• may take one hour to dry
  • diversion activies when puritius occurs
  • do not stick sharp objects underneath the cast to relieve puritius
164

cast removal

  • electric saw
  • prep patient for skin underneath cast
  • wear masks to avoid respiratory irritation
  • gently wash and apply lotion or cream to dead skin
  • muscle atrophy
  • reassure patient that muscle will increase in strength and size with proper exercise
165

traction p

putting an extremity, bone, or group of muscles under tension by means of weights and pulleys

  • continous or intermitten
  • continous :to stablize a fracture
  • intermitten:cervical or pelvic
166

uses for traction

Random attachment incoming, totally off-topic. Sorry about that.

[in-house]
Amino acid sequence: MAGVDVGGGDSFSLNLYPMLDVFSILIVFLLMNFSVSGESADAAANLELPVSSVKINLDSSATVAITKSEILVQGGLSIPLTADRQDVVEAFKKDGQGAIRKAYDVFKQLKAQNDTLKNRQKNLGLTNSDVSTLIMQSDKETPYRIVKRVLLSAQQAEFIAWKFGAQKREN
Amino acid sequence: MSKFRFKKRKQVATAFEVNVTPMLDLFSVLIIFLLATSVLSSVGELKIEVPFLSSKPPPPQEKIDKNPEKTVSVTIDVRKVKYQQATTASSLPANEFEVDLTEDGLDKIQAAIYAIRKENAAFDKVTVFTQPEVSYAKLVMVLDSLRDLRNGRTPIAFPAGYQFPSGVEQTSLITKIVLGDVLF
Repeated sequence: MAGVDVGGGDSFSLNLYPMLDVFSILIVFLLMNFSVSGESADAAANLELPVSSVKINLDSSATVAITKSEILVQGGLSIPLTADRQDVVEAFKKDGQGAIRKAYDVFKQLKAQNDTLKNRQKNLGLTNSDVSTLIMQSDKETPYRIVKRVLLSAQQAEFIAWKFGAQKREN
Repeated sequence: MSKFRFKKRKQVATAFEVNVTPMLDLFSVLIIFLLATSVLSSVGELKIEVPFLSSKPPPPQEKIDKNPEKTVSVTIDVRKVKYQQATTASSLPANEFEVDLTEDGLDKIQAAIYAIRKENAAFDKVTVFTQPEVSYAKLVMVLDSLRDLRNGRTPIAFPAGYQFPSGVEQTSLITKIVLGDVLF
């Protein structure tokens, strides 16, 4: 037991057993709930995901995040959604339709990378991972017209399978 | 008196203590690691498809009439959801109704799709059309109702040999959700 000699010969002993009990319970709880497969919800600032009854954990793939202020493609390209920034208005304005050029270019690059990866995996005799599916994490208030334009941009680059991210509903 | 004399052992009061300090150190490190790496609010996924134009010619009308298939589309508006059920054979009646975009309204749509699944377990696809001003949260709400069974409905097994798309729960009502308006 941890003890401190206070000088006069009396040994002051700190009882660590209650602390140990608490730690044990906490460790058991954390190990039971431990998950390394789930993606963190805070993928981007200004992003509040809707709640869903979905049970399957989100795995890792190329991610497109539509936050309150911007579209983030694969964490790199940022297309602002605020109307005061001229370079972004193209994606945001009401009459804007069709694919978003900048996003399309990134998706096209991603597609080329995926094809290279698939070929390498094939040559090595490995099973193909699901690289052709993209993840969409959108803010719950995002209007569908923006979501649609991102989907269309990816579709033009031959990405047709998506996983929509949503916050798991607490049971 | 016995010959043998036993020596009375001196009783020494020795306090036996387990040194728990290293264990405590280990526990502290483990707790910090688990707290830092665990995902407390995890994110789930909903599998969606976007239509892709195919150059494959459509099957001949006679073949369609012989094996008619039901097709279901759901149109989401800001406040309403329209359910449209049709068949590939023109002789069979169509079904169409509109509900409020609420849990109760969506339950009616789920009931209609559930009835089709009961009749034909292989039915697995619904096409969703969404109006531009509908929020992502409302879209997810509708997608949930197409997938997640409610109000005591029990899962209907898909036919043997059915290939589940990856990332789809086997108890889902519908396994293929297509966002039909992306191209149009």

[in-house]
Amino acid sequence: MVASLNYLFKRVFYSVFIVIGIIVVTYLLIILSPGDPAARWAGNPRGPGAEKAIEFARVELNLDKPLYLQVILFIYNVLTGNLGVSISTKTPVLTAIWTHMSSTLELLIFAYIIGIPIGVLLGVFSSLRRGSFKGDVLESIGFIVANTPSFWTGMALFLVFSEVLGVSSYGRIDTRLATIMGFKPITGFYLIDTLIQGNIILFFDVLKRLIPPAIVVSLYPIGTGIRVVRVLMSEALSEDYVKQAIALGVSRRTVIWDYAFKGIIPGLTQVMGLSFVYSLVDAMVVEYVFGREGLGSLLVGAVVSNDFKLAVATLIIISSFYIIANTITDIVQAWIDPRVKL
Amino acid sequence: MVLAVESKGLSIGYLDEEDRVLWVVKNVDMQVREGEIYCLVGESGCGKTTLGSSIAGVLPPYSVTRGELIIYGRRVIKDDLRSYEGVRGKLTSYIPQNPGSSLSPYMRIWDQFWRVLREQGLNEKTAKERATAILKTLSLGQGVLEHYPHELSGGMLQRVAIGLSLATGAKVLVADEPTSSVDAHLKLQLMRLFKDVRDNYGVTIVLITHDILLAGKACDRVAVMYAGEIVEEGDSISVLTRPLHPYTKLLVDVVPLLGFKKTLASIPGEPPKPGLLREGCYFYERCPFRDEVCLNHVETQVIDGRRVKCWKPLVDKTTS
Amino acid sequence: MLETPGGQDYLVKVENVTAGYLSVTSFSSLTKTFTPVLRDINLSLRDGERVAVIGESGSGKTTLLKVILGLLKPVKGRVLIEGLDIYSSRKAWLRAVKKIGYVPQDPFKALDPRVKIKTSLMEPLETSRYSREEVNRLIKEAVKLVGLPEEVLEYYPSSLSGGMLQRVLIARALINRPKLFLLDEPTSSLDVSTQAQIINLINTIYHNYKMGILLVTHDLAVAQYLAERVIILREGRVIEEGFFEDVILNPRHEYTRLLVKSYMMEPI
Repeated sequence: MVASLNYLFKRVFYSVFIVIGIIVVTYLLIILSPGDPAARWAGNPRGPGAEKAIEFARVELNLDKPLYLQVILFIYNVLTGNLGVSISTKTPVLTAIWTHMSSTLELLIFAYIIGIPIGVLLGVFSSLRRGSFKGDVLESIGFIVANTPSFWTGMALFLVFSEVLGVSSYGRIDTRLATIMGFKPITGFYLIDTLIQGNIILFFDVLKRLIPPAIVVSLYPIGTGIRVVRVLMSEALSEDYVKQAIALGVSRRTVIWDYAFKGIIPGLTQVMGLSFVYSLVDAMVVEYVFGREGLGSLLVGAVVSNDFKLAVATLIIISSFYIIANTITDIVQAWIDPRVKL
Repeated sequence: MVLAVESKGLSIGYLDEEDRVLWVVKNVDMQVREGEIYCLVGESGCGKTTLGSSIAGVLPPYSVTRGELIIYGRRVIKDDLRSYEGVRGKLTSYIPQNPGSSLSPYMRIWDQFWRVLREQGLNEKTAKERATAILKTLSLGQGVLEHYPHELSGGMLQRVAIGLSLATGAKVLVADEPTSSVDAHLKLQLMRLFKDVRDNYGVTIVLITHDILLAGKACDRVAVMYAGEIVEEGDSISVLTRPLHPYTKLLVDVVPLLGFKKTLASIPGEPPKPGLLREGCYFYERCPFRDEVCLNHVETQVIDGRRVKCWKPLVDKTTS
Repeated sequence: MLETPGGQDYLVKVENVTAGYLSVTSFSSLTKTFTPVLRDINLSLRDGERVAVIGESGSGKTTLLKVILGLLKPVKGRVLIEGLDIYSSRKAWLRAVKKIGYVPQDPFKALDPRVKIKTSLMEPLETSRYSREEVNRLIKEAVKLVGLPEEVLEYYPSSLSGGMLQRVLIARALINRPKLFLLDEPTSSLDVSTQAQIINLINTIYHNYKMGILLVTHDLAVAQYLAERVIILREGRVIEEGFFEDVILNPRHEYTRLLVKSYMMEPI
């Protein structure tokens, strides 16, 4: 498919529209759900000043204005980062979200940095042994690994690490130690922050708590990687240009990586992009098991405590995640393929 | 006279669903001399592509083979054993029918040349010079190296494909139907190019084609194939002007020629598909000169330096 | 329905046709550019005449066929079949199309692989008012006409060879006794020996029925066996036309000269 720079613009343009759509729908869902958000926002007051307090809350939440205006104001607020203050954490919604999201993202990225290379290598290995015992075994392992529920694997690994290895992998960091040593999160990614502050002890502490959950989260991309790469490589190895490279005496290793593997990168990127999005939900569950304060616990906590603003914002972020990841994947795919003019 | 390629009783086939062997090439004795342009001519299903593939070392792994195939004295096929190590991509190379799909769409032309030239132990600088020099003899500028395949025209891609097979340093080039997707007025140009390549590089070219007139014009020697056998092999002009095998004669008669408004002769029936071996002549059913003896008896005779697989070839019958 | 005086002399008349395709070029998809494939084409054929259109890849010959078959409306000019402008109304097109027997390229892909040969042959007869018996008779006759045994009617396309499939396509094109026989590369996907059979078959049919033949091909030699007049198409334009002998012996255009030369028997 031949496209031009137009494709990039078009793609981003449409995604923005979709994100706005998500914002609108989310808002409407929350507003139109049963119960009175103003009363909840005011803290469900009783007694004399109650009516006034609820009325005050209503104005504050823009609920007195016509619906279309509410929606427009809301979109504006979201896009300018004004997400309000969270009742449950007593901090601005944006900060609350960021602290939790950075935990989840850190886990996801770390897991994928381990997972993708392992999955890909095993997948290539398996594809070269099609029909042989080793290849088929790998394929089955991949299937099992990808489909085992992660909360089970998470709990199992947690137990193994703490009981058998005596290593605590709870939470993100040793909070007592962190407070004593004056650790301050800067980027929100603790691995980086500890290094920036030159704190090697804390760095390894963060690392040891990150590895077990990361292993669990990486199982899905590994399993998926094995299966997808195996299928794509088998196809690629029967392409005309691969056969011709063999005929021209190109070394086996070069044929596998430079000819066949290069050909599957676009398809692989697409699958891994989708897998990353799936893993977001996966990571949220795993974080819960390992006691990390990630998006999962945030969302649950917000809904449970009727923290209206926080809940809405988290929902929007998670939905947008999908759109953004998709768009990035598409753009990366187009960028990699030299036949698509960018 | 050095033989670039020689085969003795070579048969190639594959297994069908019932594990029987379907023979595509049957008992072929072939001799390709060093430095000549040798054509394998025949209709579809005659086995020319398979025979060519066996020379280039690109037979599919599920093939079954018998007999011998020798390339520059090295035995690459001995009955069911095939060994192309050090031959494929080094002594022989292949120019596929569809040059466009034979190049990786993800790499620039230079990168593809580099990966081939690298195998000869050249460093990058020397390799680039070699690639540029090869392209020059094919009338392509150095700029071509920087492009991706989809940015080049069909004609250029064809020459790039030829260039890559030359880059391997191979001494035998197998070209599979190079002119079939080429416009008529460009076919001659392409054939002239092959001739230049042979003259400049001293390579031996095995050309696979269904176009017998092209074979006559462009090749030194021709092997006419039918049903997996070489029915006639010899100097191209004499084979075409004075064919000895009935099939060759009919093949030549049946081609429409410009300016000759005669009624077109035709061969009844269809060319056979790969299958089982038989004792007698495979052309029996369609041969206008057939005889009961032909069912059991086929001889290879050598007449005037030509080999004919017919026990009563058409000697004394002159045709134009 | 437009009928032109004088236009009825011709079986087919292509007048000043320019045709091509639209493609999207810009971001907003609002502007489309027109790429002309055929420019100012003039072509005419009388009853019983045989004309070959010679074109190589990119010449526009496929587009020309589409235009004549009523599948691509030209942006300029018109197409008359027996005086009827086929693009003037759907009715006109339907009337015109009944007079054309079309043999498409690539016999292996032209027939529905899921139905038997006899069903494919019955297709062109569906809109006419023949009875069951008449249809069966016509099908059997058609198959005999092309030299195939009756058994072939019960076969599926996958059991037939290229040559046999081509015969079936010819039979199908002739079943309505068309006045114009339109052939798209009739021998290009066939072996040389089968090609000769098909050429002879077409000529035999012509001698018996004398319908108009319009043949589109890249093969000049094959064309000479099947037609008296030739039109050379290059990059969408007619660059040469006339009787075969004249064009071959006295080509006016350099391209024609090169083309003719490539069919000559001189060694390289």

• align and stabilize a fracture site
  • relieve pressure on nerves as in the case of herniated disk syndrome
  • maintain correct positioning
  • prevent deformities
  • relieve muscle spasms
167

what are the two types of traction

  • skeletal
  • skin
168

skeletal traction

  • applied directly to the bone
  • used for longer periods
  • wires and pins through the bone distal to fracture
  • local or general anesthesia
  • pins pertrude through skin on both sides
169

what type fracture is skeletal traction used for?

  • femur
  • tibia
  • humerus
  • cervical spine
170

skin traction

  • short term use
  • lighter weights
  • applied directly to the skin
  • weights pull on sponge rubber, moleskn and elestic bandage wha
171

what are two types of skin tractions ?

  • bucks traction
  • russells traction
172

bucks traction

  • temp measure to provide support and comfort to a fractured extremity while waiting for more definitive treatment
  • used for hip fractures BEFORE surgery
  • used for muscle spasms
  • used for minor fractures of the lower spine
173

russells traction